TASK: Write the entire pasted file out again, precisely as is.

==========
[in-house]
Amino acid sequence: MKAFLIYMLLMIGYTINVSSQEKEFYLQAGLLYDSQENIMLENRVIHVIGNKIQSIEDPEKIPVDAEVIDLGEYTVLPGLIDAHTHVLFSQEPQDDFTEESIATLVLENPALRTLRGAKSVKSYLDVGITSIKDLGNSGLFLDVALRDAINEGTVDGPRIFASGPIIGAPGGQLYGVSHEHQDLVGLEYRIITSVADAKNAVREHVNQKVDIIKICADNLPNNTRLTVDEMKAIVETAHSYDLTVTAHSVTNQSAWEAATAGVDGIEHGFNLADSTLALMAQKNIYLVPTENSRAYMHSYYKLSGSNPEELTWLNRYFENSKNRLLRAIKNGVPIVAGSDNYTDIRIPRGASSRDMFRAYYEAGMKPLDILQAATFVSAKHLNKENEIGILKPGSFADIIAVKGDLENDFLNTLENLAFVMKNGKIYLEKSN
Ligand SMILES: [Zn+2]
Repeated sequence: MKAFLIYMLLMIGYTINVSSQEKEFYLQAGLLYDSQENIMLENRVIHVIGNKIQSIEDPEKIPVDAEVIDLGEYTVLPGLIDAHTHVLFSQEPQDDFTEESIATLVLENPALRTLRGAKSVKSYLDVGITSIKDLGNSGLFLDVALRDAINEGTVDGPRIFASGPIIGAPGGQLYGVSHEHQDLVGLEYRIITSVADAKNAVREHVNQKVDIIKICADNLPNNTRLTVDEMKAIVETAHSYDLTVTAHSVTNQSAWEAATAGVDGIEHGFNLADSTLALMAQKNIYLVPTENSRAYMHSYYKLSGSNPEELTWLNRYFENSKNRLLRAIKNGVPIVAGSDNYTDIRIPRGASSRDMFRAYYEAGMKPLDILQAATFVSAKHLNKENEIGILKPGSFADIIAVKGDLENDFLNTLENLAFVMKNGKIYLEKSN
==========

[in-house]
Amino acid sequence: MKAFLIYMLLMIGYTINVSSQEKEFYLQAGLLYDSQENIMLENRVIHVIGNKIQSIEDPEKIPVDAEVIDLGEYTVLPGLIDAHTHVLFSQEPQDDFTEESIATLVLENPALRTLRGAKSVKSYLDVGITSIKDLGNSGLFLDVALRDAINEGTVDGPRIFASGPIIGAPGGQLYGVSHEHQDLVGLEYRIITSVADAKNAVREHVNQKVDIIKICADNLPNNTRLTVDEMKAIVETAHSYDLTVTAHSVTNQSAWEAATAGVDGIEHGFNLADSTLALMAQKNIYLVPTENSRAYMHSYYKLSGSNPEELTWLNRYFENSKNRLLRAIKNGVPIVAGSDNYTDIRIPRGASSRDMFRAYYEAGMKPLDILQAATFVSAKHLNKENEIGILKPGSFADIIAVKGDLENDFLNTLENLAFVMKNGKIYLEKSN
Ligand SMILES: [Zn+2]
Repeated sequence: MKAFLIYMLLMIGYTINVSSQEKEFYLQAGLLYDSQENIMLENRVIHVIGNKIQSIEDPEKIPVDAEVIDLGEYTVLPGLIDAHTHVLFSQEPQDDFTEESIATLVLENPALRTLRGAKSVKSYLDVGITSIKDLGNSGLFLDVALRDAINEGTVDGPRIFASGPIIGAPGGQLYGVSHEHQDLVGLEYRIITSVADAKNAVREHVNQKVDIIKICADNLPNNTRLTVDEMKAIVETAHSYDLTVTAHSVTNQSAWEAATAGVDGIEHGFNLADSTLALMAQKNIYLVPTENSRAYMHSYYKLSGSNPEELTWLNRYFENSKNRLLRAIKNGVPIVAGSDNYTDIRIPRGASSRDMFRAYYEAGMKPLDILQAATFVSAKHLNKENEIGILKPGSFADIIAVKGDLENDFLNTLENLAFVMKNGKIYLEKSN